Knesset Speaker Reuven Rivlin said Sunday that he would allow an emergency session to discuss the future of the West Bank outpost of Migron, after the High Court of Justice rejected a deal between the state and the residents of the settlement.
Such a session could, theoretically, facilitate a vote on a proposed bill concerning West Bank outposts if 25 Knesset members submit their signatures, as protocol stipulates.
Speaking following the court's ruling earlier in the day, Rivlin said that "it is regrettable that negotiations lasted this long. Now the government must formulate a solution, whether by relocating to temporary housing or through any other way."
"The High Court's decision does not seal the deal's fate, since the court didn't reject the proposed outline, only limited the time of execution," Rivlin added, saying that "while I feel the timetable set by the court is too narrow, I still believe we can go ahead with the agreement between the government and the residents of Migron."
The bill, which could be revived in an emergency Knesset session, was pulsed earlier this month by its sponsor MK Zevulun Orlev, who said he preferred to wait until the fate of the Migron outpost was decided.
The bill states that if a Jewish residential neighborhood had been built on land whose legal owners didn't challenge the construction within four years, the houses would not be evacuated. Instead, the bill allows for the courts to set compensation for the owners, either in cash or in alternate nearby land of equal value. In the bill's explanatory notes, Orlev and the 19 other Knesset members signed on the bill state that this process would only apply to communities of at least 20 families.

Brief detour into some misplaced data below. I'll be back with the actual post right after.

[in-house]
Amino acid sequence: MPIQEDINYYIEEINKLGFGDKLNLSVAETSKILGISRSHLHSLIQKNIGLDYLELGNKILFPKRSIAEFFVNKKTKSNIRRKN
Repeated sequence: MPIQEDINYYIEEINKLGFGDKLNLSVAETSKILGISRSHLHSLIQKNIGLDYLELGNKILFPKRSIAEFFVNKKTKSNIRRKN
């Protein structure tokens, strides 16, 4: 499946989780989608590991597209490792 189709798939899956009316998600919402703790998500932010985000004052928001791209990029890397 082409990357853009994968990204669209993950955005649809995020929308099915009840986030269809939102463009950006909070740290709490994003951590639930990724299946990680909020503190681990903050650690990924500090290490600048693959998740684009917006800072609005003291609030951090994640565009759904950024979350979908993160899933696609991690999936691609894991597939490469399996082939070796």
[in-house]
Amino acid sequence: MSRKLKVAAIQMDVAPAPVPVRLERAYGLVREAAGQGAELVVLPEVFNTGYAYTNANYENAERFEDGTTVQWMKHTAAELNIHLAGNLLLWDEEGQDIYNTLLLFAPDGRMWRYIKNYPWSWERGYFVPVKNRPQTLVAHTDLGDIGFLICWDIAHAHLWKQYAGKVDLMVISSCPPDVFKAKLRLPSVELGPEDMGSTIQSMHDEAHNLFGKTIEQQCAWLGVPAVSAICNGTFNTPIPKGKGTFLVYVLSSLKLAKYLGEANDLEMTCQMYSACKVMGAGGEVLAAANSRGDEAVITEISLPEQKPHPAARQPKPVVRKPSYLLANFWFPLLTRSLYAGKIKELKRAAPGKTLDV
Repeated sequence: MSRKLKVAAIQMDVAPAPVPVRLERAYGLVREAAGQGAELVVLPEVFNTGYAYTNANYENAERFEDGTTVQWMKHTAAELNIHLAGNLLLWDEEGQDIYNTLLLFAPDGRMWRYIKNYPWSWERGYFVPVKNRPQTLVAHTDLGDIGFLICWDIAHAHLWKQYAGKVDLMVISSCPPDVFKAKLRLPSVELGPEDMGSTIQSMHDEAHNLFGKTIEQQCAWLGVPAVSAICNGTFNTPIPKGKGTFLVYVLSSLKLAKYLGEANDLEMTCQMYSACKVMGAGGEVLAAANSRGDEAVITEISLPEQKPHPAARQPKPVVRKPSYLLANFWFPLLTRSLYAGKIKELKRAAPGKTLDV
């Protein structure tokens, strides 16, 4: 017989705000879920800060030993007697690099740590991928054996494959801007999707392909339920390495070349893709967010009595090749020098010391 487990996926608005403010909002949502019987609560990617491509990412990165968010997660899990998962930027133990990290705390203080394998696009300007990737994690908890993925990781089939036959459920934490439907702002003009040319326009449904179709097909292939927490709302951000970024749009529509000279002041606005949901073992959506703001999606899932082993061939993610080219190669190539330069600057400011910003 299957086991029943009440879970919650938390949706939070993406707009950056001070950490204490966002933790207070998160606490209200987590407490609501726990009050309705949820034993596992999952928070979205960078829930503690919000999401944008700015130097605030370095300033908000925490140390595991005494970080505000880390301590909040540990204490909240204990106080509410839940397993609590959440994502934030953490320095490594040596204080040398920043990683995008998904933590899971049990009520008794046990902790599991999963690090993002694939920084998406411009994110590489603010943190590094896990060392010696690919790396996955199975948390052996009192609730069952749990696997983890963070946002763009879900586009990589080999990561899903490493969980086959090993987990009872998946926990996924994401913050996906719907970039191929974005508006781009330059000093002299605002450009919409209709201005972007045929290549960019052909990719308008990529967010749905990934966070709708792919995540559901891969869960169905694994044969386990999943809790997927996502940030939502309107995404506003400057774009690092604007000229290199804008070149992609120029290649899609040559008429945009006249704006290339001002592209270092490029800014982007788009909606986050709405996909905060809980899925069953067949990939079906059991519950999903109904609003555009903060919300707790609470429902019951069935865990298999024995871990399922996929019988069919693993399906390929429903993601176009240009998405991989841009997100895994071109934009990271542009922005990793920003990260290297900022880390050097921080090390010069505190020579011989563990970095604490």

The court's decision Sunday was reached unanimously by a panel of three Supreme Court Justices – Asher Grunis, Mirian Naro and Salim Joubran – who ordered the outpost demolished by August 1.
In the ruling, drafted by justice Naor, the court stated that it had the authority to postpone the date of the original order's execution, adding, however, that it saw no need to do so in this case.
On Sunday, Haaretz learned that security officials were feverishly weighing potential courses of action following the court's decision.
In the past, the state offered Migron residents to move to a temporary site until a permanent one is established, but they denied the proposal, which led to the formation of the rejected compromise deal.
At the time, in 2008, the Defense Ministry reached an agreement with the Yesha Settlement Council, according to which Migron would be relocated to one of three potential sites: a hilltop within Adam; a hill in the Sha'ar Benyamin's industrial zone; and a hill in Kokhav Yaakov's jurisdiction.
Eventually, the regional council rejected the deal, despite the fact that it was supported by settlement rabbis as well as the Yesha chief.
Now, in their search for a solution that could provide a social solution to the outpost's residents, security officials are expected to offer them to move to a caravan site in the settlement of Geva Benymain (also known as Adam) until permanent housing is completed in a yet-to-be-determined location.
According to a source in the Civil Administration, the state could approve a building plan in Geva Binyamin within 60 days, lay down the infrastructure and move all of Migron's mobile homes to the new spot. Once the residents are resettled, the source said, the government could decide where they could build permanent homes.
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